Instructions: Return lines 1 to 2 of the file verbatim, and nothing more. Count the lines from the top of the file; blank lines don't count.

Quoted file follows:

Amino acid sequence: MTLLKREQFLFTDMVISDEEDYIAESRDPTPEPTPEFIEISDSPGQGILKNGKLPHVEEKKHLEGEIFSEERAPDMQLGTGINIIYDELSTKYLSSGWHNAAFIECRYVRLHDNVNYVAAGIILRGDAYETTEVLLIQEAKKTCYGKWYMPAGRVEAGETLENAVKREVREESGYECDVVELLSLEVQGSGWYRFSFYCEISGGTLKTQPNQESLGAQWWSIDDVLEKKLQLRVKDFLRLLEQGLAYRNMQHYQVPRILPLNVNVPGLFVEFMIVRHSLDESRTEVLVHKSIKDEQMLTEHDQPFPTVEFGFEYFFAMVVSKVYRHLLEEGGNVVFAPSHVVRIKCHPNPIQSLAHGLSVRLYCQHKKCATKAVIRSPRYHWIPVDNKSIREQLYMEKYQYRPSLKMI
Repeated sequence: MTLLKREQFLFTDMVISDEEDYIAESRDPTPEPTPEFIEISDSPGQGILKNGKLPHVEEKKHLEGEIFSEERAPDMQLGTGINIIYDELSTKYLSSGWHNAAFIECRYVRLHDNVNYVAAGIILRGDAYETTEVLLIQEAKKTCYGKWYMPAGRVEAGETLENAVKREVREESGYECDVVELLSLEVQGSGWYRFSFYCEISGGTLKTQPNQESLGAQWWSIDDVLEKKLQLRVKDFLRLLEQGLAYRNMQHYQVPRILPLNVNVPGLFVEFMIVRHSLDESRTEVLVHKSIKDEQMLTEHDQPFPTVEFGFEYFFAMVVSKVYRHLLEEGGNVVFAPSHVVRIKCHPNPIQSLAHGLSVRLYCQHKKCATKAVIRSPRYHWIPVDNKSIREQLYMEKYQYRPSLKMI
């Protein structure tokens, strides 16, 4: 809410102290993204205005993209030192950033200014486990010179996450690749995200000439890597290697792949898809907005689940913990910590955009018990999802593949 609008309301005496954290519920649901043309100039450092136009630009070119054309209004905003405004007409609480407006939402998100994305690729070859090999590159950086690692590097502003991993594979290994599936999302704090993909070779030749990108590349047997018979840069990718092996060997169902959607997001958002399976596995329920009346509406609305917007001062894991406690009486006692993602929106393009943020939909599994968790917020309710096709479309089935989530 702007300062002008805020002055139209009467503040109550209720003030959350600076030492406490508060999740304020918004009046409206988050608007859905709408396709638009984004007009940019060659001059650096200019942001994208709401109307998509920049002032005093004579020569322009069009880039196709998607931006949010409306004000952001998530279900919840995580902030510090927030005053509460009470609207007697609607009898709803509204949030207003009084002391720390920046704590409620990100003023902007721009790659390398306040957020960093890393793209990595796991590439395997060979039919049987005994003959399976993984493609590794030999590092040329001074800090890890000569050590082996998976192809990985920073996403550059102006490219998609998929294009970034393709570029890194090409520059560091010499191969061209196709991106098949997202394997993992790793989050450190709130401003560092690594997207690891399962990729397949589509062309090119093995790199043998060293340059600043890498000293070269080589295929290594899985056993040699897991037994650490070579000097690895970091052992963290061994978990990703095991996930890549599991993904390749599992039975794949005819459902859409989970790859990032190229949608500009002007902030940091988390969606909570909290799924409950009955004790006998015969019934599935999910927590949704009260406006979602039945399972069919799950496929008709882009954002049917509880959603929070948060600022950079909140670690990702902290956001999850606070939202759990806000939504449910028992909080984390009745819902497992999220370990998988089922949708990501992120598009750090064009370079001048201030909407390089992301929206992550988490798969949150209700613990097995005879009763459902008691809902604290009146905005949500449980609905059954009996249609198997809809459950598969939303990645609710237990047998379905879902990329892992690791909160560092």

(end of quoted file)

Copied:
Amino acid sequence: MTLLKREQFLFTDMVISDEEDYIAESRDPTPEPTPEFIEISDSPGQGILKNGKLPHVEEKKHLEGEIFSEERAPDMQLGTGINIIYDELSTKYLSSGWHNAAFIECRYVRLHDNVNYVAAGIILRGDAYETTEVLLIQEAKKTCYGKWYMPAGRVEAGETLENAVKREVREESGYECDVVELLSLEVQGSGWYRFSFYCEISGGTLKTQPNQESLGAQWWSIDDVLEKKLQLRVKDFLRLLEQGLAYRNMQHYQVPRILPLNVNVPGLFVEFMIVRHSLDESRTEVLVHKSIKDEQMLTEHDQPFPTVEFGFEYFFAMVVSKVYRHLLEEGGNVVFAPSHVVRIKCHPNPIQSLAHGLSVRLYCQHKKCATKAVIRSPRYHWIPVDNKSIREQLYMEKYQYRPSLKMI
Repeated sequence: MTLLKREQFLFTDMVISDEEDYIAESRDPTPEPTPEFIEISDSPGQGILKNGKLPHVEEKKHLEGEIFSEERAPDMQLGTGINIIYDELSTKYLSSGWHNAAFIECRYVRLHDNVNYVAAGIILRGDAYETTEVLLIQEAKKTCYGKWYMPAGRVEAGETLENAVKREVREESGYECDVVELLSLEVQGSGWYRFSFYCEISGGTLKTQPNQESLGAQWWSIDDVLEKKLQLRVKDFLRLLEQGLAYRNMQHYQVPRILPLNVNVPGLFVEFMIVRHSLDESRTEVLVHKSIKDEQMLTEHDQPFPTVEFGFEYFFAMVVSKVYRHLLEEGGNVVFAPSHVVRIKCHPNPIQSLAHGLSVRLYCQHKKCATKAVIRSPRYHWIPVDNKSIREQLYMEKYQYRPSLKMI